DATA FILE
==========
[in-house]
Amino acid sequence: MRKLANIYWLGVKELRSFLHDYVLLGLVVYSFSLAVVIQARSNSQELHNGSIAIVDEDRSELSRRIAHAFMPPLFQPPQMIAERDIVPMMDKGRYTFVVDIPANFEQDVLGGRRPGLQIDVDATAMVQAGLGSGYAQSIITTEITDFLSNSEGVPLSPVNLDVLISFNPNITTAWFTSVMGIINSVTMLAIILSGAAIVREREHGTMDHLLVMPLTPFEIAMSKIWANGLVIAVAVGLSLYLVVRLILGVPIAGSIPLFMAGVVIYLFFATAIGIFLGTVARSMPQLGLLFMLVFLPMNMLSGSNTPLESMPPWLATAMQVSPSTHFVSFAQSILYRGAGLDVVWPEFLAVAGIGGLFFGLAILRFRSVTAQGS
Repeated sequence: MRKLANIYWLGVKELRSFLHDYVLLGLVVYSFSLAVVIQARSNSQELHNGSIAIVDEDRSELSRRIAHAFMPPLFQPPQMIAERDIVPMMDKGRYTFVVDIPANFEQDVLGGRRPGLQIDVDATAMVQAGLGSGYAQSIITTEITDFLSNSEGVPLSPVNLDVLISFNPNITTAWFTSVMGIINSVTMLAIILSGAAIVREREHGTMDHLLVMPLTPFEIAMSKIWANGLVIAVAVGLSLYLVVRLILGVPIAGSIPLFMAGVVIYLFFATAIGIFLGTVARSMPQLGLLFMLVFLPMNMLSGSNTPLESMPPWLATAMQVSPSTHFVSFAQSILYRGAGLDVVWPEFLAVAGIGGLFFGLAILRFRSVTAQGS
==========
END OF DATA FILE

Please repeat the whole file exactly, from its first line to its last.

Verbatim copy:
[in-house]
Amino acid sequence: MRKLANIYWLGVKELRSFLHDYVLLGLVVYSFSLAVVIQARSNSQELHNGSIAIVDEDRSELSRRIAHAFMPPLFQPPQMIAERDIVPMMDKGRYTFVVDIPANFEQDVLGGRRPGLQIDVDATAMVQAGLGSGYAQSIITTEITDFLSNSEGVPLSPVNLDVLISFNPNITTAWFTSVMGIINSVTMLAIILSGAAIVREREHGTMDHLLVMPLTPFEIAMSKIWANGLVIAVAVGLSLYLVVRLILGVPIAGSIPLFMAGVVIYLFFATAIGIFLGTVARSMPQLGLLFMLVFLPMNMLSGSNTPLESMPPWLATAMQVSPSTHFVSFAQSILYRGAGLDVVWPEFLAVAGIGGLFFGLAILRFRSVTAQGS
Repeated sequence: MRKLANIYWLGVKELRSFLHDYVLLGLVVYSFSLAVVIQARSNSQELHNGSIAIVDEDRSELSRRIAHAFMPPLFQPPQMIAERDIVPMMDKGRYTFVVDIPANFEQDVLGGRRPGLQIDVDATAMVQAGLGSGYAQSIITTEITDFLSNSEGVPLSPVNLDVLISFNPNITTAWFTSVMGIINSVTMLAIILSGAAIVREREHGTMDHLLVMPLTPFEIAMSKIWANGLVIAVAVGLSLYLVVRLILGVPIAGSIPLFMAGVVIYLFFATAIGIFLGTVARSMPQLGLLFMLVFLPMNMLSGSNTPLESMPPWLATAMQVSPSTHFVSFAQSILYRGAGLDVVWPEFLAVAGIGGLFFGLAILRFRSVTAQGS